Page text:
Leonard Bernstein: Miracle on 57th Street
December 28, 2005 10:41 AM Subscribe
Miracle on 57th Street. Thomas Wolfe said that America is not only the place where miracles happen, but where they happen all the time. This is the story of a miracle, a true-life fairy tale, and appropriately enough it begins with the intervention of the Almighty. Artur Rodzinski, music director of the New York Philharmonic from 1943 to 1947, was an eccentric, a health nut who drank only milk from goats he raised himself and who kept a loaded revolver in his back pocket whenever he conducted. Rodzinski said that God told him to hire 24 year old Leonard Bernstein, to be his assistant conductor. In the fall of 1943 Rodzinski decided to take a vacation, spend a little time with his goats, and called in Bruno Walter to conduct seven concerts in ten days. Only hours before one of those concerts (in the program, works by Schumann, Rosza, Strauss and Wagner) Walter fell ill. Rodzinski was only four hours away, in his farm. But he declined to come back to Carnegie Hall: "Call Bernstein. That's why we hired him." The concert was broadcast over radio and a review appeared on page 1 of The New York Times the next day: "Young Aide Leads Philharmonic; Steps in When Bruno Walter is Ill". In the same size type as another that read, "Japanese Plane Transport Sunk." More inside.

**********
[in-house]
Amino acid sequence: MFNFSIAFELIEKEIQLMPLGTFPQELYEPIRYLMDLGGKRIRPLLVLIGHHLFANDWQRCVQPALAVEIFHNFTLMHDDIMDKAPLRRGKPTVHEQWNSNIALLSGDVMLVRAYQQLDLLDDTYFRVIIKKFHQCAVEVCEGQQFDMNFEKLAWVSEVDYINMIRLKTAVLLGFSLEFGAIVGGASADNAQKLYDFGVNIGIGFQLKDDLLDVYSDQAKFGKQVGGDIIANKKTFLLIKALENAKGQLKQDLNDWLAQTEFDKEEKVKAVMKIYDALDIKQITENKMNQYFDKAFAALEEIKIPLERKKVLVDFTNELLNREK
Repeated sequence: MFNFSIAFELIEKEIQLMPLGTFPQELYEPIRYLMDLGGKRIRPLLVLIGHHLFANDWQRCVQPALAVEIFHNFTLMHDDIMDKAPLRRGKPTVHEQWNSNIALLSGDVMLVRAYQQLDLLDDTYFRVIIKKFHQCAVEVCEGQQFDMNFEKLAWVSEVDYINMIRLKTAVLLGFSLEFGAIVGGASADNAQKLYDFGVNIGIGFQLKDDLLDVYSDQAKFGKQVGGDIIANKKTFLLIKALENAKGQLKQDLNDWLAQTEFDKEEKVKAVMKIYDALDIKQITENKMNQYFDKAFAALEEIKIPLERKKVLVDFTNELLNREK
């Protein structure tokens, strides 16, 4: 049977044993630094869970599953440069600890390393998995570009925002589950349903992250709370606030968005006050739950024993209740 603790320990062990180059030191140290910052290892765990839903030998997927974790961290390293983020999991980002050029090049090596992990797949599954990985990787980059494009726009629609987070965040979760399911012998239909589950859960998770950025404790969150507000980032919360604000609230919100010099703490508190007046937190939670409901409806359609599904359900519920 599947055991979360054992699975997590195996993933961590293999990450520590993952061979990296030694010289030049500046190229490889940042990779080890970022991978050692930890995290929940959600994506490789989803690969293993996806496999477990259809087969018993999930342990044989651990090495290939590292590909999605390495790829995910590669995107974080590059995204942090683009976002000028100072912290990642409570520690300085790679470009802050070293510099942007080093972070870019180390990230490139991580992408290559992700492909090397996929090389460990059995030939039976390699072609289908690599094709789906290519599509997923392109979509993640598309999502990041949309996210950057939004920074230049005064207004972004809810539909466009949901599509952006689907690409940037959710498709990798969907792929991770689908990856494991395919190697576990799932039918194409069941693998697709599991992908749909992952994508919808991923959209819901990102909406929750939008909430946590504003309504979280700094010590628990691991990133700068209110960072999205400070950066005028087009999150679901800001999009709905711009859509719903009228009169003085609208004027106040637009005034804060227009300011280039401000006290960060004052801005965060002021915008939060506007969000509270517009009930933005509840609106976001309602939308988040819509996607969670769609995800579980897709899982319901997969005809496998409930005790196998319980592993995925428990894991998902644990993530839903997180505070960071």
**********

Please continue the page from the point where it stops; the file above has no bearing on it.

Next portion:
This thread has been archived and is closed to new comments